With the ongoing bombardment of Gaza and recent Hamas attacks on Israel, many college students find themselves searching for information on the Israel-Palestine conflict. However, in the digital age misinformation spreads intensely, especially on deeply divided issues with many powers at play. This conflict has been presented to young people specifically as ultra-complicated and requiring intense research.
However, coming to a general understanding of the history and current events unfolding in Gaza is possible with diverse and accurate sources. According to FAIR, a national media watchdog group focused on unbiased journalism, journalists should be from a “diverse array” of identity backgrounds. FAIR outlines this in their Media Literacy Guide, which explains how to determine bias in a source.
In this instance and with most issues, it is difficult to obtain completely unbiased news. Prevalent censorship in Israel by the military toward both Palestinian sources and Israeli outlets makes this task even more difficult. The Israeli-Palestinian led magazine +972 found in a freedom of information inquiry that in 2022 the Israeli military “blocked the publication” of 159 articles from Israeli media sources. On average, the military prevented information from being public three times a day.
Palestinian voices have also been censored on social media platforms even prior to the current events. The Human Rights Watch found in an independent investigation that Facebook had suppressed content speaking out against human rights issues in Israel-Palestine.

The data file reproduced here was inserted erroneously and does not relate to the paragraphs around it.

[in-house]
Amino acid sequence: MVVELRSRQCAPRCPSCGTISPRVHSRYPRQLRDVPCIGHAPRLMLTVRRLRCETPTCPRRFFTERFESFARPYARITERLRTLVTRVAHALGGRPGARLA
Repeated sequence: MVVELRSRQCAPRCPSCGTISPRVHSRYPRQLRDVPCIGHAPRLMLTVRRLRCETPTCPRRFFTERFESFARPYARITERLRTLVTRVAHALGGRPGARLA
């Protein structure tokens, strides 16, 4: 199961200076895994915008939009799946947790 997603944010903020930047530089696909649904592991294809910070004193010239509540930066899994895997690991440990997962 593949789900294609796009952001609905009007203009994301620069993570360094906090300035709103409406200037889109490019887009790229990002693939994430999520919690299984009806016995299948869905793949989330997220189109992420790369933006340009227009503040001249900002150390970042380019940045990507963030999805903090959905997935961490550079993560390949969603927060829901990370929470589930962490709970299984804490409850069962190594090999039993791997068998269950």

Western media outlets have also been found to be biased against Palestine. A study at The Massachusetts Institute of Technology found through a quantitative and qualitative review that The New York Times was particularly biased against Palestinians during the First and Second Intifadas, or uprisings. Beyond bias within reporting, the study also cited a Canadian study that found that there was a lack of reporting on Palestinians altogether.Israeli-centric headlines were also found four times more than Palestinian-focused headlines.
Through all of this there have been Palestinian and Israeli journalists working to show the reality of what is going on in Gaza and the ripple effects throughout the area. It is necessary to center these voices when learning about what is going on in Gaza now. Below are reputable journalists, photojournalists and outlets that are based out of Israel-Palestine.
This is an independent English language online magazine focusing on in-depth reporting “from the ground in Israel-Palestine.” The journalists at this outlet are both Israeli and Palestinian.
Fadi is a Palestinian who lives in Gaza with his family. He serves as an outreach associate for the non-profit Just Vision, which works to “fill the media gap” in Israel-Palestine. In the past week Fadi has been published in the New York Times and featured on MSNBC.
Orly Noy is an Israeli journalist who has been featured in “The Guardian” and is regularly featured in “+972”. Noy has been discussing her perceived failures of the Israeli government in the past week.
Mohammed Zaanoun is a Gaza-based photojournalist who has been consistently documenting what is happening in Gaza on Instagram.
Plestia is a Palestinian journalist based in Gaza who has been showing the experience of Palestinians in Gaza through Instagram updates since the war commenced. Her videos have been shared by NBC and BBC.
Motaz Azaiza is the Content Producer for the United Nations Relief and Works Agency for Palestine Refugees. He is currently documenting life in Gaza on his personal instagram.
Nidal is based out of Gaza and has been consistently publishing updates on “Reuters” about what is happening.
Oren Ziv is an Israeli reporter and photojournalist for “+972” magazine. He has been documenting the aftermath of the Hamas attacks for the past week. Ziv was one of the journalists allowed to go on a military tour with the IDF.